On the contrary, if your emergency and safari fund share the same account, it can be tempting to raid your emergency savings in exchange for a thrilling vacation. Furthermore, a solitary savings account can make it challenging to see how much you’ve set aside for each target.
You Can Capitalize on Higher Interest Rates
First and foremost, not all savings accounts yield returns. For example, it’s almost impractical for current bank account users to enjoy any interest on their balance. Contrastingly, money in a credible Sacco, Money Market Fund, online bank, or a checking account can accrue favourable interests. Still, it’s better to put your money in any account than not have any saved.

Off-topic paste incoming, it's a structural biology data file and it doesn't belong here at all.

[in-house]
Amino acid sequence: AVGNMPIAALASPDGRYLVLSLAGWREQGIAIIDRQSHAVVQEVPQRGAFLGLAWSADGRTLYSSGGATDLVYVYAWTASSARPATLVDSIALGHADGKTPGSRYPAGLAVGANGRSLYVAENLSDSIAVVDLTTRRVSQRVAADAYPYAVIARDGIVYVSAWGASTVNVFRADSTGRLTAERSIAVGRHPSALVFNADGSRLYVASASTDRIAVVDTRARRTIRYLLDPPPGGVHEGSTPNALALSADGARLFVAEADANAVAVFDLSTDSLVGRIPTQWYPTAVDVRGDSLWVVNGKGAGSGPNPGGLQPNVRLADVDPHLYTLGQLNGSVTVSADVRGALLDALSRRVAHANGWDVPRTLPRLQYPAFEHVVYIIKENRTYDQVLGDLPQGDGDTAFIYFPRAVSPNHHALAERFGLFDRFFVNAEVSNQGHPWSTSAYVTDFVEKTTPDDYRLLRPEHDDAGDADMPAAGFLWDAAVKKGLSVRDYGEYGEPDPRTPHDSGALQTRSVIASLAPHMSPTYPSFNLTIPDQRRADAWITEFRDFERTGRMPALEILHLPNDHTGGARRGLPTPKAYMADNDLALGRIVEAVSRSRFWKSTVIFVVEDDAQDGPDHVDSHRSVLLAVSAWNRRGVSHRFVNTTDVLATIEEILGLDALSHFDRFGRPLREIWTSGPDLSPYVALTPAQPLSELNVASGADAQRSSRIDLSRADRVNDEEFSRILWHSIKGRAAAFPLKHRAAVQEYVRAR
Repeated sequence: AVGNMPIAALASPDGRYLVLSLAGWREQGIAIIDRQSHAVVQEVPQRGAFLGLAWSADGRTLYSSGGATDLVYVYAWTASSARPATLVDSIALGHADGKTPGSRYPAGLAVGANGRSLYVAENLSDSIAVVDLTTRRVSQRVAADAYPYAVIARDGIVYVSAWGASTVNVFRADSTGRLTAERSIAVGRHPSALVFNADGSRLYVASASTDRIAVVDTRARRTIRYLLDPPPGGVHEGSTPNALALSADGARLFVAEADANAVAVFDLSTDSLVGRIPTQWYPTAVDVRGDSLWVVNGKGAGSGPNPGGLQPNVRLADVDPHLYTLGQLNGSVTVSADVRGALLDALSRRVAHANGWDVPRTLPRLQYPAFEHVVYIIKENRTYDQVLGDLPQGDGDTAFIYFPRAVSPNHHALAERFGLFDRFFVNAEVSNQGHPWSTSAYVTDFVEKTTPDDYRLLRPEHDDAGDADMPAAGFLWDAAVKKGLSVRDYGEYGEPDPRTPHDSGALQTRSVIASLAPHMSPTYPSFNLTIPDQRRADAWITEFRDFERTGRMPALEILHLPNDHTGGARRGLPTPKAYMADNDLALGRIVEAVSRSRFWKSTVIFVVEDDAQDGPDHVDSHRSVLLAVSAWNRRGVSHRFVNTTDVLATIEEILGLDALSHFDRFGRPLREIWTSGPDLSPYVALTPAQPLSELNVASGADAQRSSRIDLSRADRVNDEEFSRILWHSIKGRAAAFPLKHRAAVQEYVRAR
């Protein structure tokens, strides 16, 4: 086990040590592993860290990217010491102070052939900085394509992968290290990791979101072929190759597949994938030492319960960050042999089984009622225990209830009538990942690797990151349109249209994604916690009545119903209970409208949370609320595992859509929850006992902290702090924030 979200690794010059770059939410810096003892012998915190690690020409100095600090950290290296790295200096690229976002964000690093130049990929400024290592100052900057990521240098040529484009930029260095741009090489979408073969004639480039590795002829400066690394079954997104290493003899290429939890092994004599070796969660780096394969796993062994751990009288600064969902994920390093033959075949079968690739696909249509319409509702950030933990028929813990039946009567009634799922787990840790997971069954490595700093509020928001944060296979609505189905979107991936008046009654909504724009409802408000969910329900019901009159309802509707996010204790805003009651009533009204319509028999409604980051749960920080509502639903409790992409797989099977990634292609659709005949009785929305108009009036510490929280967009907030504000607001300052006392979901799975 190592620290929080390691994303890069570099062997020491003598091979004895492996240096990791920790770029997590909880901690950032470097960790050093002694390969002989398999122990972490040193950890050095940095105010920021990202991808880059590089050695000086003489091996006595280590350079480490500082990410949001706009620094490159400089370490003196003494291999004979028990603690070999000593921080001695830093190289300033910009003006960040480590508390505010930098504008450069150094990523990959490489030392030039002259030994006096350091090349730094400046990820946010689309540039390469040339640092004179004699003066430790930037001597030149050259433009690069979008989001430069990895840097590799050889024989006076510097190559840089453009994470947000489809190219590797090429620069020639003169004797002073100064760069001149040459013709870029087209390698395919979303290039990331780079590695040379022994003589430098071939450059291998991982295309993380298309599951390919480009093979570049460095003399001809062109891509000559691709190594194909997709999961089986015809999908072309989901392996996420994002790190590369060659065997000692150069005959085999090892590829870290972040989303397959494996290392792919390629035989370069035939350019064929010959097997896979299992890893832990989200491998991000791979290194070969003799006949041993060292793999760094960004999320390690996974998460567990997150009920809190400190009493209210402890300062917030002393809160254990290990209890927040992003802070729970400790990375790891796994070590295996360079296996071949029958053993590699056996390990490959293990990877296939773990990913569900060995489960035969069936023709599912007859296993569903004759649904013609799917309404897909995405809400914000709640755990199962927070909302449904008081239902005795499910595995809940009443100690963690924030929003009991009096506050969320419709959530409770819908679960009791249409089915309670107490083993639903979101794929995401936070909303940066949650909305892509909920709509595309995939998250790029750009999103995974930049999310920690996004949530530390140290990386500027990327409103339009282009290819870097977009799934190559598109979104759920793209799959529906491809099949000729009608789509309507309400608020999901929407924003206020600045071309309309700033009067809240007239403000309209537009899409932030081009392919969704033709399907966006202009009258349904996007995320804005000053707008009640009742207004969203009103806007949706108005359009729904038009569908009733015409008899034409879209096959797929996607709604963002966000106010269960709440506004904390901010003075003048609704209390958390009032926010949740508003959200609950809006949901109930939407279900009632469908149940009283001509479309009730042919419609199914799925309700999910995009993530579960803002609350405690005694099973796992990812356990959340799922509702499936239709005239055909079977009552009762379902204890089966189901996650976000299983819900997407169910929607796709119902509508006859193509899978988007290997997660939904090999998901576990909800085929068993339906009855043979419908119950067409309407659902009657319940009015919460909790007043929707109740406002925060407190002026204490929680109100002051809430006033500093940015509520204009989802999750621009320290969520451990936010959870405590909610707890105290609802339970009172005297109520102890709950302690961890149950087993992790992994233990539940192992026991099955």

Therefore, spreading your money across various interest-yielding savings accounts lets you leverage high-interest rates. In addition, you can receive multiple perks and bonuses from opening an account. Ultimately, the interest and dividends earned can accelerate your progress towards your saving goals.
Keep Your Money Insured
Insurance from the relevant Deposit Insurance Corporation offers protection to your savings account and other bank accounts. Unfortunately, most DICs protect certain limits per depositor, per account type. So, if you deposit an exceeding amount to that limit and your financial institution fails, you could lose the money above the DIC’s limit.
Therefore, it’s sensible for individuals with lump sums to split their funds into various accounts and ensure all their money is insured.
Working towards your goal will be more viable and enjoyable as you watch each account grow every month. Your savings become more tangible when you know you have a certain amount in your emergency fund, safari fund, and new car account. In addition, you will have positive reinforcements to continue your saving strategy if you see each account growing.